Martin County Board
May 3, 2016
FFRF Member Elizabeth Murad was a nun for 13 years before leaving the Catholic Church in 1971 and becoming an atheist. She lives in Florida.
On behalf of the Humanists of the Treasure Coast, I would like to thank Martin County commissioners for inviting us to deliver today's invocation.
Let's begin this and every meeting with hope, reason and compassion. Let's put aside our personal differences and work toward the greater goal of building consensus in Martin County. Let's not be swayed by personal biases as to race, gender, politics or any of the things that may divide us.
Let's seek to find areas of agreement and work from there rather than focus on our differences. Let our voices be strong but respectful.
We are a Christian, Jewish, Muslim, humanist and atheist nation of people. We are a secular nation, with plenty of room for all of us in our beliefs and convictions.
So let's avoid the pitfalls that seem to swallow up so many political bodies. Let's envision a county dedicated to the well-being of all of our citizens.
Finally, let's show the world, or at least Florida, that we can disagree without rancor, name-calling or denigration of other views.
Clark County Board
April 5, 2016
Cheryl Kolbe is the president of the Portland Area Chapter of FFRF, which she started in 2013. She first learned about FFRF from its billboard campaign in Portland in 2008 and attended her first convention in 2009 in Seattle. In 2012 she was elected an FFRF state representative.
Please be seated during this secular invocation.
Let us think about trust. Trust is the firm belief in the reliability, truth, ability or strength of someone or something.
What do the Declaration of Independence, the Bill of Rights and the Constitution say about trust? Trust isn’t mentioned in the Declaration of Independence or in the Bill of Rights. Our Constitution references an office of honor, trust, or profit, a reference to executive branch positions, and trust connotes the idea of a public trust that accrues to the office holder.
Some quotes on trust:
Paulo Freire, a Brazilian educator: “The trust of the people in the leaders reflects the confidence of the leaders in the people.”
Our president, Barack Obama: “If the people cannot trust their government to do the job for which it exists — to protect them and to promote their common welfare — all else is lost.” May we treat each other with respect and courtesy. May we listen, not just to give the person their turn, but to hear and think about the value of their viewpoint. It is easier to trust people who are most like us. Yet, in government, the challenge is to build trust in your very diverse community. May we recognize that we have many varying viewpoints, and may we recognize which of those viewpoints are relevant to county business and which are not.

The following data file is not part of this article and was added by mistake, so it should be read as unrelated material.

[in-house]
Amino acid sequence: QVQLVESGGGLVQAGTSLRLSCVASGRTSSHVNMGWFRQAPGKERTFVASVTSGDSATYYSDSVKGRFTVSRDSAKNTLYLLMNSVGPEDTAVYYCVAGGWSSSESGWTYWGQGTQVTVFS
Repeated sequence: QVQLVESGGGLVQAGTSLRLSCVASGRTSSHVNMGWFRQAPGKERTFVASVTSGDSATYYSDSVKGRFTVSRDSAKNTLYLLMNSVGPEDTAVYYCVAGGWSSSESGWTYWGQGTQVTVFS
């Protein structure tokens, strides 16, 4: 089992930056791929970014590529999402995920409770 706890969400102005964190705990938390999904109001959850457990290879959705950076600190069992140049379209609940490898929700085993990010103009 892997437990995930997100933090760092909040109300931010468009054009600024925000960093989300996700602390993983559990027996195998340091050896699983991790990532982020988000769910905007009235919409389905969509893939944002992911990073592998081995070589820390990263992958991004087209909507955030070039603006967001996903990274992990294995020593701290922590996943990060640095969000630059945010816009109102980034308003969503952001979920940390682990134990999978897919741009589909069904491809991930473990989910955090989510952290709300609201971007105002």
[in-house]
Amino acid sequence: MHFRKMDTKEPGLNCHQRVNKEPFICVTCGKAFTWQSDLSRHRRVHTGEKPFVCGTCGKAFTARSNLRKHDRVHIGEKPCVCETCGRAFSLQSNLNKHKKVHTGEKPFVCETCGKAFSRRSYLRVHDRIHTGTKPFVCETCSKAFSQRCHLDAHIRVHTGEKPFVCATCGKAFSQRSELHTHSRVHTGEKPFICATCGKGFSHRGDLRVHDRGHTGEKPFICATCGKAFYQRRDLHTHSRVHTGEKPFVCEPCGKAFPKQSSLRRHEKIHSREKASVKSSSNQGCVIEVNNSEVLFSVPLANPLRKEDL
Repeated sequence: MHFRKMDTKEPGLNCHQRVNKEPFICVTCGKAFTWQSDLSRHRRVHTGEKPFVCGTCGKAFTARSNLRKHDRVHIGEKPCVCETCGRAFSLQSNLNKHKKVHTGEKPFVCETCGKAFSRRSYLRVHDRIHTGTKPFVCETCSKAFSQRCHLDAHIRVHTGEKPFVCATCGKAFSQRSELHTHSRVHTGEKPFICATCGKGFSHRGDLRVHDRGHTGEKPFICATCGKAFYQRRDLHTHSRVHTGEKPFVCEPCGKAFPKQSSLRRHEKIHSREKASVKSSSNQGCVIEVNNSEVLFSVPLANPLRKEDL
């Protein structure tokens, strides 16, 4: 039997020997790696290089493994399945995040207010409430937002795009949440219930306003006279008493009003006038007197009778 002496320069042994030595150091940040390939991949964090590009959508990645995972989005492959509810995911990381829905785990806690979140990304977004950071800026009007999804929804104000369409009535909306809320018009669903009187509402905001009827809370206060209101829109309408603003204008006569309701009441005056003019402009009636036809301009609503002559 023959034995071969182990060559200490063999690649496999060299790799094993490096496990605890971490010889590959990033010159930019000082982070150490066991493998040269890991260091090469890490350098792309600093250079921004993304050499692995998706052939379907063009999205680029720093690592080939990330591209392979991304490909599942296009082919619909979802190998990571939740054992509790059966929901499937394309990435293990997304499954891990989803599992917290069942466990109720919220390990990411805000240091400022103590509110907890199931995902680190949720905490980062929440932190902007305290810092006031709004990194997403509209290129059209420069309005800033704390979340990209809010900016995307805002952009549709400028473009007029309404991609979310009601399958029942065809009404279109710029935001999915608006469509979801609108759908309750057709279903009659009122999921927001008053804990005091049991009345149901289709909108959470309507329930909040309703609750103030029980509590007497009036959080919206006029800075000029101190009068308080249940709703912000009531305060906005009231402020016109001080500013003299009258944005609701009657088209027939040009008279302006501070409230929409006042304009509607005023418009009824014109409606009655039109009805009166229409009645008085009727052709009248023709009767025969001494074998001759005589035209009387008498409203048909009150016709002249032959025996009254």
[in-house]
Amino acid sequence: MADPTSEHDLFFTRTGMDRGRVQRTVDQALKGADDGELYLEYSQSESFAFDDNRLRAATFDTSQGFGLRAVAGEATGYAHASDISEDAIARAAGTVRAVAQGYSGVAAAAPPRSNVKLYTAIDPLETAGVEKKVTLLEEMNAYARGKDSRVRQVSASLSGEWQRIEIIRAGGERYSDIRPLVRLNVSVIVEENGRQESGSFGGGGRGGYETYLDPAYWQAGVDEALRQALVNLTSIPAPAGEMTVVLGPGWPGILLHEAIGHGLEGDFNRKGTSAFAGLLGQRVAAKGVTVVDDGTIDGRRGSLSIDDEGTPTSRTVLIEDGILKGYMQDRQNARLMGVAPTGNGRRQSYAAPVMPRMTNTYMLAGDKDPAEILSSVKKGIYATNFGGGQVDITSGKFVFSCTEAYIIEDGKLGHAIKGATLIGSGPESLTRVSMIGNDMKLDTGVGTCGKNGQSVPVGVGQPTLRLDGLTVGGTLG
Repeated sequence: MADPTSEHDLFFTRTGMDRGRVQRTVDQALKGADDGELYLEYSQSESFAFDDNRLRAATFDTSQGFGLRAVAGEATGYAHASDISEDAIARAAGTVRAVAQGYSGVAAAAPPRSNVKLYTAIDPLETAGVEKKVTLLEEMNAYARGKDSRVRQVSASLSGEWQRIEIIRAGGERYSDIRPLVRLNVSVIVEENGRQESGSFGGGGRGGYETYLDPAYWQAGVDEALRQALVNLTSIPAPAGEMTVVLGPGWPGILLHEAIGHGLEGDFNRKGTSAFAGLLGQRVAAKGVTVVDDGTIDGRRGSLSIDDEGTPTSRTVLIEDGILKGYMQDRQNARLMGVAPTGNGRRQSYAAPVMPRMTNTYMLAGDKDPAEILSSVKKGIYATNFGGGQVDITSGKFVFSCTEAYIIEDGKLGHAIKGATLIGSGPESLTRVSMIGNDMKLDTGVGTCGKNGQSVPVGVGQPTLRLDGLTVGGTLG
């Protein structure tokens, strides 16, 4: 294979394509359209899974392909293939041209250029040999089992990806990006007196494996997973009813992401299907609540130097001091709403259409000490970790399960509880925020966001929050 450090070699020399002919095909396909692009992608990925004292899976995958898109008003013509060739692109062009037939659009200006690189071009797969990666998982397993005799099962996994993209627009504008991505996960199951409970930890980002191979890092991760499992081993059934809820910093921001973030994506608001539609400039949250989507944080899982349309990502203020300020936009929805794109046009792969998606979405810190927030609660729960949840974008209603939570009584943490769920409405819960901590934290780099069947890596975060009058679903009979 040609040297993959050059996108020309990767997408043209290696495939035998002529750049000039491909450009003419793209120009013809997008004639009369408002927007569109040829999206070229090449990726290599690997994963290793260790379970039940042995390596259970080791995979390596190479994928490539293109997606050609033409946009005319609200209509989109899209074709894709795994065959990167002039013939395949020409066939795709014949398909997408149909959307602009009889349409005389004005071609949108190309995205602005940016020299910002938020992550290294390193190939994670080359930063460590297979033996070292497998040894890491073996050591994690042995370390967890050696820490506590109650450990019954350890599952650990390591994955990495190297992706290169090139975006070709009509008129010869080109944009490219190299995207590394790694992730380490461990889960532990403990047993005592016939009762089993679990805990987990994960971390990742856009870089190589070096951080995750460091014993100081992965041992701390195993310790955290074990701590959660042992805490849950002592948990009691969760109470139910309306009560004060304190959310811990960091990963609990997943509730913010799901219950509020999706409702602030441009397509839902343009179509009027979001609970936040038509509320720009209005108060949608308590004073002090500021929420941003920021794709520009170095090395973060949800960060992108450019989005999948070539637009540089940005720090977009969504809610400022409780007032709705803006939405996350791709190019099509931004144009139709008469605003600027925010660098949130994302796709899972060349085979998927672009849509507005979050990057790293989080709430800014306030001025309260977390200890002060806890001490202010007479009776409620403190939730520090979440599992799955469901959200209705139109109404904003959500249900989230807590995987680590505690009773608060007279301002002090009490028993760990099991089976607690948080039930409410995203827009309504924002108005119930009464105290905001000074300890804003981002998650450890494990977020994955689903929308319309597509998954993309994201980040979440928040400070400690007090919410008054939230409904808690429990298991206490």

“In God We Trust” reflects the view of many people. Those of us, like me, who do not trust in a god or any gods, are not part of ‘we’ and have a very different view. I encourage Clark County, as you move forward, to be as inclusive as possible.
When conducting Clark County business, let us all demonstrate to each other that we are trustworthy. With trust in each other, may we build a stronger and better Clark County. Note: In February 2015 Clark County councilors voted to prominently display ‘In God We Trust’ in the main hearing room. That display is now on the wall.
Waterloo, Iowa, City Council
May 2, 2016
FFRF Member Justin Scott, also a member of the Cedar Valley Atheists and Eastern Iowa Atheists, delivered the first secular invocation in Waterloo, Iowa, City Council history. He also accepted the mayor's issuance of a "Day of Reason" proclamation for May 5, 2016, for the city. See page 19.
Thank you, mayor and council members, for this opportunity to hopefully provide an inspirational start to your meeting tonight and do so from a minority point of view. My name is Justin Scott. I am a proud atheist here in Waterloo and I stand before you all humbly representing the Cedar Valley Atheists, the Eastern Iowa Atheists and the growing and vibrant secular community across Waterloo and Iowa.
The secular community is made up of atheists, agnostics, humanists, secularists and skeptics predicated on community without the aid of the supernatural. It is also committed to defending and strengthening the separation of church and state while promoting positive non-theism and critical thinking. Regardless of the label they identify with, these are happy, compassionate and productive members of our society and I am proud to be representing them in this chamber tonight.
Tonight, as our elected officials work to make the best decisions for the city of Waterloo and the residents who call it home, instead of closing our eyes and bowing our heads in prayer, let us instead keep focused on the serious issues that our city government faces. And as our elected officials take on these issues in their thankless positions, let us all embrace the indelible words of some of the most influential freethinkers, past and present, starting with one of the leading astronomers of our time, Dr. Carl Sagan.
And I quote: Every one of us is, in the cosmic perspective, precious. End quote.
Regardless of the issues that get deliberated by this body tonight and in the future, regardless of the accomplishments and shortcomings of this chamber, it's with the sentiment of Dr. Sagan's comment that this chamber should conduct its business tonight and going forward. Each of us in here and across this city is precious; no citizen is more important than any other.